Foreign Investors Shifting Focus To Non-Oil Sectors – Emir Sanusi — Leadership Newspaper

The Emir of Kano and former governor of the Central Bank of Nigeria (CBN), Muhammadu Sanusi II, has said that foreign companies were looking to make investments in other sectors of the Nigerian economy apart from oil.
Sanusi made these comments while speaking with journalists at a US-Nigeria Investment Summit held at the Nigerian Embassy in Washington DC, United States of America.

The emir remarked that investors were keen to do business in the country’s agricultural, power, technology and other sectors and said that what was needed was the right policies and attitude to attract them.

“I think we need to just look at those kinds of things that investors look at and have a very honest conversation, sector by sector, region by region, and state by state; what do we need to do to make those areas attractive? People are interested in agriculture, in power; they are interested in technology as you can see; it is not just oil,” he said.

The former CBN governor added that Nigeria had the potential to grow if the government can fix power issues. According to him, if the country could grow at seven per cent when it was generating between 4,000 and 5,000 mega watts of electricity, “imagine what it would be when it generates 40,000 or 50,000mw.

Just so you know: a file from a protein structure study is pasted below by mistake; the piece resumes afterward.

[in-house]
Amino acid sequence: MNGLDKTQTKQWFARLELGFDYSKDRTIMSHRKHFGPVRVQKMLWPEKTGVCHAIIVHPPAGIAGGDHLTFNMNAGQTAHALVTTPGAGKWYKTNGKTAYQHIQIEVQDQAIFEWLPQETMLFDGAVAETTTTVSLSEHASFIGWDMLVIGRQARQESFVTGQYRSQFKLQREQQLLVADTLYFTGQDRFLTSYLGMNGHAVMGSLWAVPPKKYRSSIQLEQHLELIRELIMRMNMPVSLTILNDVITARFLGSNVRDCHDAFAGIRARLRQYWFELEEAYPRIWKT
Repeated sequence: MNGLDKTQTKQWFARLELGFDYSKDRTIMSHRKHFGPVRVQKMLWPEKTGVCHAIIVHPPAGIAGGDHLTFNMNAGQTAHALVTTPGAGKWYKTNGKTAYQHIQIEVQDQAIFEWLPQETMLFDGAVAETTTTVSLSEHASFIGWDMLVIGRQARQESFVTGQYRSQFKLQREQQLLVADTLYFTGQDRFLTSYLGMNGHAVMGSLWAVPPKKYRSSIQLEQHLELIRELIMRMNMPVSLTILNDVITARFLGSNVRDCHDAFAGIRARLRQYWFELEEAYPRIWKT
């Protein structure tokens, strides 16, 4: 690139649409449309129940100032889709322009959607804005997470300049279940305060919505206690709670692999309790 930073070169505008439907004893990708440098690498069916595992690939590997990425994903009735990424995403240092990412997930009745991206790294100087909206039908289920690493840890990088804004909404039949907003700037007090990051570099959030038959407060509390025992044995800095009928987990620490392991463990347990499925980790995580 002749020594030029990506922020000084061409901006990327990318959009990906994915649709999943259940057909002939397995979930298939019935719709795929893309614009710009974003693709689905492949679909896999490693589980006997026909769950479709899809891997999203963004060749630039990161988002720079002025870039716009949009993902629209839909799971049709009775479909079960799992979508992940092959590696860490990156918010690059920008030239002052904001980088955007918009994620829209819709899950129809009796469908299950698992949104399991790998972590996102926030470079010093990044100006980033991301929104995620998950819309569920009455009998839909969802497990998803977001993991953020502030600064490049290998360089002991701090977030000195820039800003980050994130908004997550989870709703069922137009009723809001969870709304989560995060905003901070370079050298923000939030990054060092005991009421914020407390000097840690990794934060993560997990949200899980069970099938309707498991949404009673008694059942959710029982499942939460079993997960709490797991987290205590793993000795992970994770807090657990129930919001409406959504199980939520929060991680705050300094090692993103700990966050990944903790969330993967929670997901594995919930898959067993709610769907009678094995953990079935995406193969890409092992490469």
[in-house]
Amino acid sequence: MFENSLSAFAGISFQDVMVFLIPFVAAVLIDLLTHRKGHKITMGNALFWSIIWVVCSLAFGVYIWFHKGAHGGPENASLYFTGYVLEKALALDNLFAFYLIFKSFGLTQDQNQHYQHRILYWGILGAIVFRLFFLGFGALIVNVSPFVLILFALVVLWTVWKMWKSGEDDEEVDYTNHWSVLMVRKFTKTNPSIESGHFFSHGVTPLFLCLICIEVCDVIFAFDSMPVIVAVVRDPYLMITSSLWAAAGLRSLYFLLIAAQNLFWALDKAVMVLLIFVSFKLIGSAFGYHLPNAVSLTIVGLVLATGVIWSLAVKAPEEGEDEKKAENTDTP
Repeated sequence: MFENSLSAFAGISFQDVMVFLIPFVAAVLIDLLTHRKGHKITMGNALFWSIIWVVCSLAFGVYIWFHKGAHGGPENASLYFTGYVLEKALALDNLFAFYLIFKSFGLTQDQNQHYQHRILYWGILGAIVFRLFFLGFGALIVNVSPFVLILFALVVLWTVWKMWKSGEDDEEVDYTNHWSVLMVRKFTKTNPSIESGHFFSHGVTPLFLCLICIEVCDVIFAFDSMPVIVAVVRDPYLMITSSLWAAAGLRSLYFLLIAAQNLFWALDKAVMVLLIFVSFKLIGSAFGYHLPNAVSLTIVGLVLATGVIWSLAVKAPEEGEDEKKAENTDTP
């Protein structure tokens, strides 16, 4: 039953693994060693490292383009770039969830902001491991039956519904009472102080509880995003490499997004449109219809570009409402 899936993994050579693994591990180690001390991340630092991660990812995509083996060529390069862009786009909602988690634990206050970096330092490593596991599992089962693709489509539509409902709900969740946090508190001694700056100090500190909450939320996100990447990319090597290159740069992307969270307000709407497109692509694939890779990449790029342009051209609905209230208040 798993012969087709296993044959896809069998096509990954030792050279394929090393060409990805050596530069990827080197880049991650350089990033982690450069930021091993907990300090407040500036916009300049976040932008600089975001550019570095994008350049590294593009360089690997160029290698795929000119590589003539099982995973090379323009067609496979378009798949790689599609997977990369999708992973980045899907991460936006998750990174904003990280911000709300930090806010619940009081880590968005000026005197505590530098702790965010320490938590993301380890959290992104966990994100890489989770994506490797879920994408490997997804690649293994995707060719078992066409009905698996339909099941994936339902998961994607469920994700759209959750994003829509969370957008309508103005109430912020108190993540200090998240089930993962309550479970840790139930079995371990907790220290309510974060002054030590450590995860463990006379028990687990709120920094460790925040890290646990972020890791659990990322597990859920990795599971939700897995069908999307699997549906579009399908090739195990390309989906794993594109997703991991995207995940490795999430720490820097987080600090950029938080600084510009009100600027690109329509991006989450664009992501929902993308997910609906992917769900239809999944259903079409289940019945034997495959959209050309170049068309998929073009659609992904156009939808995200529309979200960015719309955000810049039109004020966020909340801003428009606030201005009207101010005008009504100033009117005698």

“If you look at it all, the opportunities are not explored, for example, trade across the South and North Africa. We focus entirely on the coast. If you look at the diversification impact of getting a non-oil export that would protect this economy from the shocks; if you look at all the things being done by Dangote on refinery that would reduce our import, particularly petroleum import and conserve our foreign exchange; then we talk about technology – if we got the mobile penetration; if the reality is the opportunity itself, then we have to have the right policies.”

Sanusi stressed the need for the country’s leaders to project the things that attract investors at such a forum, even as he berated ministers and state governors who were billed for the investment summit but were absent.
The former CBN governor lamented the poor attitude of government officials towards attracting investors into the country, saying their lackadaisical attitude is a discouragement to investors.

LEADERSHIP Sunday learnt that the summit was to have a session where governors would pitch their states with investors.
Several plenary sessions were also supposed to be attended by ministers: Kemi Adeosun (finance), Ibe Kachikwu (petroleum), Audu Ogbe (agriculture), Ogbonnaya Onu (science and technology), Lai Mohammed (information and culture), Babatunde Fashola (power, works and housing), Kayode Fayemi (solid minerals), as well as the CBN governor, Godwin Emefiele, and the Vice President Yemi Osinbajo.

However, the sessions with the governors could not be held as they were not in attendance whereas the plenary sessions held without the minsters.